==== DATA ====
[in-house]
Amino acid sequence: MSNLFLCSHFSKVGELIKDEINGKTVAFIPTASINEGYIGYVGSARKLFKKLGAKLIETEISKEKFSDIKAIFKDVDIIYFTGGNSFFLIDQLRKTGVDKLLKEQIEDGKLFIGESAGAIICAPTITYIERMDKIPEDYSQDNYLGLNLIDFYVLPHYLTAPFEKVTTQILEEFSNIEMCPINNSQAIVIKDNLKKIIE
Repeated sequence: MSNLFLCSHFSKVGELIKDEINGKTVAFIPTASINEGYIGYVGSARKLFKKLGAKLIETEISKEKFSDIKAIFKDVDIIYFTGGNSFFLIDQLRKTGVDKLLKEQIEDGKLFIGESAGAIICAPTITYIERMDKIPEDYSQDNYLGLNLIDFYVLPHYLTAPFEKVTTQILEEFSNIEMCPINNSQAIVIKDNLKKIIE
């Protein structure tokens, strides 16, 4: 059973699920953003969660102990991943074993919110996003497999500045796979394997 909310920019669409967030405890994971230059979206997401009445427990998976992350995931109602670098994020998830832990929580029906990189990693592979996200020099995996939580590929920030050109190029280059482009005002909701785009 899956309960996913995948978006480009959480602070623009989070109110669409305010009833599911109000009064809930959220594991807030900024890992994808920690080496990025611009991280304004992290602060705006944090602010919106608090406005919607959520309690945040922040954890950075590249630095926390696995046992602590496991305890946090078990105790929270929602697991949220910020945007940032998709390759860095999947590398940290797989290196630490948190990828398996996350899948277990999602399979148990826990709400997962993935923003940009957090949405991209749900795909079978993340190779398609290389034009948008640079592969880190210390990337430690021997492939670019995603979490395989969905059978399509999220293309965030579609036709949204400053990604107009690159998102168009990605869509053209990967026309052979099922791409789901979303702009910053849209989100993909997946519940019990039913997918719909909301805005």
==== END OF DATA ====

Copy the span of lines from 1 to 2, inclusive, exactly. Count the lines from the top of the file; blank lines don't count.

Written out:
[in-house]
Amino acid sequence: MSNLFLCSHFSKVGELIKDEINGKTVAFIPTASINEGYIGYVGSARKLFKKLGAKLIETEISKEKFSDIKAIFKDVDIIYFTGGNSFFLIDQLRKTGVDKLLKEQIEDGKLFIGESAGAIICAPTITYIERMDKIPEDYSQDNYLGLNLIDFYVLPHYLTAPFEKVTTQILEEFSNIEMCPINNSQAIVIKDNLKKIIE